RICHMOND, Va. (WRIC) — Being the full-time chaplain at Lakewood Retirement Community comes naturally for Julie Gaines Walton. Becoming a nurse aide, however, never crossed her mind.
Many long-term care facilities continue to face critical staffing shortages as COVID-19 sickens residents and workers in facilities nationwide. Gaines Walton is among a group of four front-desk workers at Lakewood working to become part of the solution by training to be a temporary nurse aide.
“I just didn’t really think twice about it, and decided like all the other nurse aids, we want to help our residents,” Gaines Walton said. “I’ve found it to be a lot more enjoyable and meaningful than I thought I would.”
Nursing aides’ responsibilities include helping residents with throughout-the-day activities, such as getting dressed, eating, and going to the bathroom.
In March, the U.S. Centers for Medicare & Medicaid Services tried to help struggling facilities by issuing a temporary waiver of current training requirements. The waiver allowed temporary nurse aides to fill gaps left vacant as a result of the crisis.
Still, Gaines Walton told 8News the training hasn’t been easy.
“I have noticed my back’s a little more sore than normal,” she said. That’s expected, as Gaines Walton says she’s been on her feet for weeks training.
As part of the training, nursing aides must complete an online course and take a quiz. Then, applicants shadow other certified nursing aides while getting hands-on training. Gaines Walton says she’s ready for the challenging, but rewarding new journey.
“I know that I’m doing something good in the world and that gives me hope, keeps me going,” Gaines Walton told 8News. “That gets me up and ready to go in the morning. I know that I’m going to look back and say that I did everything that I could to get us through this.”
Gaines Walton completes her training on Wednesday. Afterward, she’ll begin filling shifts on the frontlines.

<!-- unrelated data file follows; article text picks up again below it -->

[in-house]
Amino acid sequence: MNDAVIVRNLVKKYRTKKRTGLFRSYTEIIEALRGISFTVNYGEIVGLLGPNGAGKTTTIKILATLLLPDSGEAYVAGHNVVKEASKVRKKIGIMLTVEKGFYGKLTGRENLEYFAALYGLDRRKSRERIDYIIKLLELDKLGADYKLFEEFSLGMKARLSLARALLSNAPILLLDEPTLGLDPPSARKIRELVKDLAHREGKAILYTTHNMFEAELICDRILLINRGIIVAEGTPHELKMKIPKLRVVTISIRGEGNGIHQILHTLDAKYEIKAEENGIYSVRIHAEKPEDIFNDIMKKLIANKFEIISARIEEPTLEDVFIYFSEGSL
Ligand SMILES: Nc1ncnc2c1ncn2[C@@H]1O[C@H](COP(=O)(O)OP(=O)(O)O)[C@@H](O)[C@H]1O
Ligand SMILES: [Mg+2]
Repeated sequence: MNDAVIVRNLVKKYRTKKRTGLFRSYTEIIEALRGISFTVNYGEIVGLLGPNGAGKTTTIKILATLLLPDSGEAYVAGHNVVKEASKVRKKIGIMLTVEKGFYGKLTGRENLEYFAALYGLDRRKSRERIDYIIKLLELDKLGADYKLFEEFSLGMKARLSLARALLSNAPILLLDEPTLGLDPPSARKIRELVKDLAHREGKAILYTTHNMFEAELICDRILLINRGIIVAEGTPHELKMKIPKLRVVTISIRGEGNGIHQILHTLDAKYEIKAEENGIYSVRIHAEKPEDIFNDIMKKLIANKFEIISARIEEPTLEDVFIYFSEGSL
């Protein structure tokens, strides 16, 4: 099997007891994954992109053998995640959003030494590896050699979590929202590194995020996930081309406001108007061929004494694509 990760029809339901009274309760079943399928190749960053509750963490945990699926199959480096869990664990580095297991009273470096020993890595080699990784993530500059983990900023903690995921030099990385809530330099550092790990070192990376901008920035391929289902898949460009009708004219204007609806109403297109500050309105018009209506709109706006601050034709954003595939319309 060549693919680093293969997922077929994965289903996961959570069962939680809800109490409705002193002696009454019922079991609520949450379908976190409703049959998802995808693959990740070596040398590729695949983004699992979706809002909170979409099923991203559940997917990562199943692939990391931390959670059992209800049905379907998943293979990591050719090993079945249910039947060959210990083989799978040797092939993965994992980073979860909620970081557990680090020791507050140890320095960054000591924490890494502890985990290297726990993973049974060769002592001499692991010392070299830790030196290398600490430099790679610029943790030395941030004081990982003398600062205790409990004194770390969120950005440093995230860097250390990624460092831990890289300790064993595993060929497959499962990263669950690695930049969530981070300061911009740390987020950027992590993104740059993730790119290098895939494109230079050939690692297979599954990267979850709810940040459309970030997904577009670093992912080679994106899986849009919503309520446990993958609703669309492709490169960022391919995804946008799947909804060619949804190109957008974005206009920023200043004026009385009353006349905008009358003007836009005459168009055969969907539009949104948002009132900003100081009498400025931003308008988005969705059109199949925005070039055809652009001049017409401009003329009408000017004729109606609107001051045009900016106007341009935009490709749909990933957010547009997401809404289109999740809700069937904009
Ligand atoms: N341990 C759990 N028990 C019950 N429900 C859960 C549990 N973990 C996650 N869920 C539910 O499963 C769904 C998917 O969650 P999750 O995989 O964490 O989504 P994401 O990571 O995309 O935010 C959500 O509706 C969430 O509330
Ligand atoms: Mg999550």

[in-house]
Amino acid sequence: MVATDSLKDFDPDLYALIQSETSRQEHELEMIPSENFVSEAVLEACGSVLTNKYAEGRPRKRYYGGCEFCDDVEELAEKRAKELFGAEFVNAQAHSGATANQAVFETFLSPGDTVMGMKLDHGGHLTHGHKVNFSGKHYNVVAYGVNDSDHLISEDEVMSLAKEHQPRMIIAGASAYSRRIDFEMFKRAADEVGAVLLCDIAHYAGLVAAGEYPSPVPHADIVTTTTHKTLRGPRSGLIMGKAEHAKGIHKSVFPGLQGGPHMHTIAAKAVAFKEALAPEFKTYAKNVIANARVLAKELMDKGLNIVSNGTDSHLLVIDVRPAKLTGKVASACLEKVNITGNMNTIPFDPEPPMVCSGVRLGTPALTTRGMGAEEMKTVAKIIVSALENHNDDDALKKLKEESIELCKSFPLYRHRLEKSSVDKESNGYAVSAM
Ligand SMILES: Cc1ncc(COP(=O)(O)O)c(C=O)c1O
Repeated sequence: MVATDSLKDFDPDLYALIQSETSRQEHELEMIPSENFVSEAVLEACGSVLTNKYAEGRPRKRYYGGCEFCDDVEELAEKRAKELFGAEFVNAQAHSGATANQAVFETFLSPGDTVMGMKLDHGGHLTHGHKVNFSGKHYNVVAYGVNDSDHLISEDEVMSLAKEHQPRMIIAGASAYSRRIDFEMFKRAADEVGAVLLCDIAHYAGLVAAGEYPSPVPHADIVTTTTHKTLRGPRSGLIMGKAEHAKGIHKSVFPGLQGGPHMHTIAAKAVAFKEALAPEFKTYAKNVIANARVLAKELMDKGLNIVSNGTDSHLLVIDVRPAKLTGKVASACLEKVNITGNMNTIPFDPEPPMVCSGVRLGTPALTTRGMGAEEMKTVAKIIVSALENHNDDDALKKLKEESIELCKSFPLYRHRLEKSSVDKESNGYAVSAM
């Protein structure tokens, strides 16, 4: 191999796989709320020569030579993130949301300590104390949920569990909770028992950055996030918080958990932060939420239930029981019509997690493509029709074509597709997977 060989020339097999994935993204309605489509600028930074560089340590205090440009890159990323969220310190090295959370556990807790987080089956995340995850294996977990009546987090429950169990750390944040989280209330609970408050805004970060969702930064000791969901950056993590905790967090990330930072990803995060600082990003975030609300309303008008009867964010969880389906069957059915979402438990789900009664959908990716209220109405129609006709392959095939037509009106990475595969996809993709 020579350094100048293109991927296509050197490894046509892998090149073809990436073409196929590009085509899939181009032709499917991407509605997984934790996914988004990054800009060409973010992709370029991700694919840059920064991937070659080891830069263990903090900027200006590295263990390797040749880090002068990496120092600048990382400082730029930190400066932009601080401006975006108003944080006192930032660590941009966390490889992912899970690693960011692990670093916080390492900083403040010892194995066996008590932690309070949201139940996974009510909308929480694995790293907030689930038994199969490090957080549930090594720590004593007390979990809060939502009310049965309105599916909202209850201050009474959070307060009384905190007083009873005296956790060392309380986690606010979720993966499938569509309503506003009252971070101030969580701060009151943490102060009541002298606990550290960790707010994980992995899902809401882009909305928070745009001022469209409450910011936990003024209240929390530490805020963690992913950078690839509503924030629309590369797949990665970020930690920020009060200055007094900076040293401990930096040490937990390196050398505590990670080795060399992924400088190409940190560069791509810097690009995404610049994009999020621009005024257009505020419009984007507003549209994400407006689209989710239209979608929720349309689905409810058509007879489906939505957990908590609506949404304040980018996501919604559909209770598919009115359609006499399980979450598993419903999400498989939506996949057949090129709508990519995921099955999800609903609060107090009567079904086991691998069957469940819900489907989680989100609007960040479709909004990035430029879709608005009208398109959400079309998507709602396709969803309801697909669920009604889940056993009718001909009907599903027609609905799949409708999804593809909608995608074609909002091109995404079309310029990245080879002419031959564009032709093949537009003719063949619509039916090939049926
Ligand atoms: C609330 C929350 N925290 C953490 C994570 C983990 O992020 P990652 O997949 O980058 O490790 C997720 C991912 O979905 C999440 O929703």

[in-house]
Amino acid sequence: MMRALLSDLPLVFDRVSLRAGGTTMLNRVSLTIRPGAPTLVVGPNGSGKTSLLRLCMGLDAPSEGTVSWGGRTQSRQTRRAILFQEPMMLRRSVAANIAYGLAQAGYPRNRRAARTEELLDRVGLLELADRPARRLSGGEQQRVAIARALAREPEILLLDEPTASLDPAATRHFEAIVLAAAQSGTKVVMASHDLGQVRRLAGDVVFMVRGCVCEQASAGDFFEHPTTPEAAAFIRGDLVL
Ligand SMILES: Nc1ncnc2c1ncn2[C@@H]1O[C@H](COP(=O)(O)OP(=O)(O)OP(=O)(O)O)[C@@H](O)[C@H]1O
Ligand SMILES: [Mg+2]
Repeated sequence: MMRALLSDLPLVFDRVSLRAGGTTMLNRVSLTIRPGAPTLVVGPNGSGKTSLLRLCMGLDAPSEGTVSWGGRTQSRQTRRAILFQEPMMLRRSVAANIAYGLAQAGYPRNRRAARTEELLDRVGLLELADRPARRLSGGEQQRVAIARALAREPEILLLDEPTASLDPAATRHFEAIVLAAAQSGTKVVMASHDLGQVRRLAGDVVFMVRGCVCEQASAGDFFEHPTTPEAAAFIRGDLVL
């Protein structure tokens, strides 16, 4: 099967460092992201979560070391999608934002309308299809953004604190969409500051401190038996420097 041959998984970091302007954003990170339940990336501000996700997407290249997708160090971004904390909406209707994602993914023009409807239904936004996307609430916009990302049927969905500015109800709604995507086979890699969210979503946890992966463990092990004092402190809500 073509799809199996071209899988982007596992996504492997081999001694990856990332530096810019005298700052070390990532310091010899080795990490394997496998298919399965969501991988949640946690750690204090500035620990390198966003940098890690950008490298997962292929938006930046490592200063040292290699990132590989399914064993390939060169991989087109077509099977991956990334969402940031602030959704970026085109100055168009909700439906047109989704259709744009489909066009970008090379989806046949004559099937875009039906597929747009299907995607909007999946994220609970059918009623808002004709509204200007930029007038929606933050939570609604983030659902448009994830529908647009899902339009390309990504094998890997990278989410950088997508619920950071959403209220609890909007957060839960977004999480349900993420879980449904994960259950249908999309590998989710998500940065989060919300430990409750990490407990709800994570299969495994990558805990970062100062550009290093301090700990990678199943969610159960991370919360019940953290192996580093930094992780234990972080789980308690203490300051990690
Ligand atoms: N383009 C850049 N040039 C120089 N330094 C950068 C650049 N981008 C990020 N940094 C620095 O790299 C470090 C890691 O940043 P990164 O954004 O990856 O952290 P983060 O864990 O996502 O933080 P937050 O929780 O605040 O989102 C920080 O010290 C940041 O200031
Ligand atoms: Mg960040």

But health concerns at the facility lingers.
Lakewood is one of many local long-term care facilities struggling with staffing shortages after staff members were diagnosed with COVID-19. 8News learned Tuesday that three certified nursing assistants tested positive for the virus on Monday, May 11, according to the senior living community’s website.
“These team members are asymptomatic but are self-quarantining at home. Lakewood’s leadership team will follow guidance from the Virginia Department of Health and Centers for Disease Control and Prevention for the date that these team members can return to work,” officials wrote. “As of May 11, Lakewood has two residents who have COVID-19: One resident lives in the health services building, and the other lives in independent living. There are currently four total staff members who have COVID-19, all of whom are recuperating at home.”
A handful of other residents and staff members have contracted the virus since early April when both a housekeeping employee and nurse practitioner were the first reported staff members to catch the virus. According to community representatives, all who have been sick have recovered or are currently recovering.
According to their website, representatives from the Virginia Department of Health (VDH) conducted an onsite infection control survey on April 24. The representatives reviewed policies, procedures, staff education and staffing plans and found zero deficiencies. Team members, however, will continue to wear N95 respirators and gloves on all units in assisted living.
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